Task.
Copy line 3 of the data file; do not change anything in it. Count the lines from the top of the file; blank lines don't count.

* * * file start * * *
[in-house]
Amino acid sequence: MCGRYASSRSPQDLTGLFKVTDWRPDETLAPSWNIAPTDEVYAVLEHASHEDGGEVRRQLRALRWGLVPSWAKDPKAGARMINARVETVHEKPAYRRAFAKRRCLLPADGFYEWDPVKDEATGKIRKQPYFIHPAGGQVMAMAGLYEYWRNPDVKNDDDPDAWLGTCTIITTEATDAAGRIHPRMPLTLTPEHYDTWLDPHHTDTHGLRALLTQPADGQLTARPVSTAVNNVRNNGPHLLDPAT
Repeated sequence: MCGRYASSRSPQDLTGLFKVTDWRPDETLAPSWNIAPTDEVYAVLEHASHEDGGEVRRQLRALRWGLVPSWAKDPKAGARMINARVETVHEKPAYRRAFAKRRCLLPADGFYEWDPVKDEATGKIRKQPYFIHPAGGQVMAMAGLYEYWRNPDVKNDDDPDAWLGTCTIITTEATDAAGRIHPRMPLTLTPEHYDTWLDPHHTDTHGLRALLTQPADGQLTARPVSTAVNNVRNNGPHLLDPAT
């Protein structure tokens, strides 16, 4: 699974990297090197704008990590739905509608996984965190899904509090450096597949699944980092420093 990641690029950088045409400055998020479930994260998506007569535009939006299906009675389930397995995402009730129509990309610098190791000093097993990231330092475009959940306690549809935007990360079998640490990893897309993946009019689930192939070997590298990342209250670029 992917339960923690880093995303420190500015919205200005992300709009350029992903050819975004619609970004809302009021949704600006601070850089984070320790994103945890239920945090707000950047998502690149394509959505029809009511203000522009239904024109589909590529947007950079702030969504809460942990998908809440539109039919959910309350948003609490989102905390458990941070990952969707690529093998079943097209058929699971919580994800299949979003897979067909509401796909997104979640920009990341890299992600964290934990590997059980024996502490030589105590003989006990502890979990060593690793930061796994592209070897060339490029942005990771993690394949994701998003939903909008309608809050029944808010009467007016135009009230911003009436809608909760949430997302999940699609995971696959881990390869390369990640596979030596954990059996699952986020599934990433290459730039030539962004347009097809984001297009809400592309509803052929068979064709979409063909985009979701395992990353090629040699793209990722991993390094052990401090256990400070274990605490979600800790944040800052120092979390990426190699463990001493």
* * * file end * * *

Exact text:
Repeated sequence: MCGRYASSRSPQDLTGLFKVTDWRPDETLAPSWNIAPTDEVYAVLEHASHEDGGEVRRQLRALRWGLVPSWAKDPKAGARMINARVETVHEKPAYRRAFAKRRCLLPADGFYEWDPVKDEATGKIRKQPYFIHPAGGQVMAMAGLYEYWRNPDVKNDDDPDAWLGTCTIITTEATDAAGRIHPRMPLTLTPEHYDTWLDPHHTDTHGLRALLTQPADGQLTARPVSTAVNNVRNNGPHLLDPAT